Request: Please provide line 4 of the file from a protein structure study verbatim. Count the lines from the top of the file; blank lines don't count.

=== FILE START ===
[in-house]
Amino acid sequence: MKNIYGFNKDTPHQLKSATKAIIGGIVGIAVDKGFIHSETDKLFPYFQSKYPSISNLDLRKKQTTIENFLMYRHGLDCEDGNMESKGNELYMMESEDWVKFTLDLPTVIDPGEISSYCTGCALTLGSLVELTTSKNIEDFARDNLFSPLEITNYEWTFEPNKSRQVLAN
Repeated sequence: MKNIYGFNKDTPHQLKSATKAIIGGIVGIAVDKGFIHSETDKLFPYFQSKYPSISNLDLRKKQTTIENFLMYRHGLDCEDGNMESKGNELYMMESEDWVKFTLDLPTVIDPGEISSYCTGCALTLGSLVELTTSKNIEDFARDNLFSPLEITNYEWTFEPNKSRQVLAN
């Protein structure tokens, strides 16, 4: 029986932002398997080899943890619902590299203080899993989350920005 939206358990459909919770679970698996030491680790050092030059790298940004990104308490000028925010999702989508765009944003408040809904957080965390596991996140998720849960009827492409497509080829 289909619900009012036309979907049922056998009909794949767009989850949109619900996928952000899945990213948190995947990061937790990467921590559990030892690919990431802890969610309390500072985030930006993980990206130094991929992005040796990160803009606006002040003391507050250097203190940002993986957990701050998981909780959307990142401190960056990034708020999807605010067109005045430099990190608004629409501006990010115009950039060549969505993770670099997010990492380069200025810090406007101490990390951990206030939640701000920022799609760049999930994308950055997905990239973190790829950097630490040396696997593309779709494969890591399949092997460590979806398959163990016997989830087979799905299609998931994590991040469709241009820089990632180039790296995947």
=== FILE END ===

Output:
């Protein structure tokens, strides 16, 4: 029986932002398997080899943890619902590299203080899993989350920005 939206358990459909919770679970698996030491680790050092030059790298940004990104308490000028925010999702989508765009944003408040809904957080965390596991996140998720849960009827492409497509080829 289909619900009012036309979907049922056998009909794949767009989850949109619900996928952000899945990213948190995947990061937790990467921590559990030892690919990431802890969610309390500072985030930006993980990206130094991929992005040796990160803009606006002040003391507050250097203190940002993986957990701050998981909780959307990142401190960056990034708020999807605010067109005045430099990190608004629409501006990010115009950039060549969505993770670099997010990492380069200025810090406007101490990390951990206030939640701000920022799609760049999930994308950055997905990239973190790829950097630490040396696997593309779709494969890591399949092997460590979806398959163990016997989830087979799905299609998931994590991040469709241009820089990632180039790296995947």